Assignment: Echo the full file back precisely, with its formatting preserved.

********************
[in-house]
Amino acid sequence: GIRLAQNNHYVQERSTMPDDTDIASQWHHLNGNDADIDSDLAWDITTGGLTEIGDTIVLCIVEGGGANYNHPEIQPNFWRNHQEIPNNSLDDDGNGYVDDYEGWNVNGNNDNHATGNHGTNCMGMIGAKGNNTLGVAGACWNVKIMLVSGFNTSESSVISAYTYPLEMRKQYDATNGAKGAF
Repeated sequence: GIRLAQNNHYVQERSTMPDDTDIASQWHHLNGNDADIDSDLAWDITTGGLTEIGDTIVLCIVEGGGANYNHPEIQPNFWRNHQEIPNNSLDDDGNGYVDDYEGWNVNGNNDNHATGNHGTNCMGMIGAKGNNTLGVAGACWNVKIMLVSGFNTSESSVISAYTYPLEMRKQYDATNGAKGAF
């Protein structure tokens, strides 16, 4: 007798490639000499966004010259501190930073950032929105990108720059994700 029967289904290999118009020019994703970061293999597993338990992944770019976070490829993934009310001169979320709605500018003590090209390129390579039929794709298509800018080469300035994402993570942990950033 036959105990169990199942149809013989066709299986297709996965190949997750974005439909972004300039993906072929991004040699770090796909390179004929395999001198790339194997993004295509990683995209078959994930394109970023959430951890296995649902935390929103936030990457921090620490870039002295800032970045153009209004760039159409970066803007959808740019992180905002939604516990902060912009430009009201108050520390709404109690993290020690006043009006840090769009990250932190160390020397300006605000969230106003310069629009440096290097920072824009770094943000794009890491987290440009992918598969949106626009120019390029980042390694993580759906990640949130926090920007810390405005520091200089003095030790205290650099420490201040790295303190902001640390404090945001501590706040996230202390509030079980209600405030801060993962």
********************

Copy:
[in-house]
Amino acid sequence: GIRLAQNNHYVQERSTMPDDTDIASQWHHLNGNDADIDSDLAWDITTGGLTEIGDTIVLCIVEGGGANYNHPEIQPNFWRNHQEIPNNSLDDDGNGYVDDYEGWNVNGNNDNHATGNHGTNCMGMIGAKGNNTLGVAGACWNVKIMLVSGFNTSESSVISAYTYPLEMRKQYDATNGAKGAF
Repeated sequence: GIRLAQNNHYVQERSTMPDDTDIASQWHHLNGNDADIDSDLAWDITTGGLTEIGDTIVLCIVEGGGANYNHPEIQPNFWRNHQEIPNNSLDDDGNGYVDDYEGWNVNGNNDNHATGNHGTNCMGMIGAKGNNTLGVAGACWNVKIMLVSGFNTSESSVISAYTYPLEMRKQYDATNGAKGAF
């Protein structure tokens, strides 16, 4: 007798490639000499966004010259501190930073950032929105990108720059994700 029967289904290999118009020019994703970061293999597993338990992944770019976070490829993934009310001169979320709605500018003590090209390129390579039929794709298509800018080469300035994402993570942990950033 036959105990169990199942149809013989066709299986297709996965190949997750974005439909972004300039993906072929991004040699770090796909390179004929395999001198790339194997993004295509990683995209078959994930394109970023959430951890296995649902935390929103936030990457921090620490870039002295800032970045153009209004760039159409970066803007959808740019992180905002939604516990902060912009430009009201108050520390709404109690993290020690006043009006840090769009990250932190160390020397300006605000969230106003310069629009440096290097920072824009770094943000794009890491987290440009992918598969949106626009120019390029980042390694993580759906990640949130926090920007810390405005520091200089003095030790205290650099420490201040790295303190902001640390404090945001501590706040996230202390509030079980209600405030801060993962």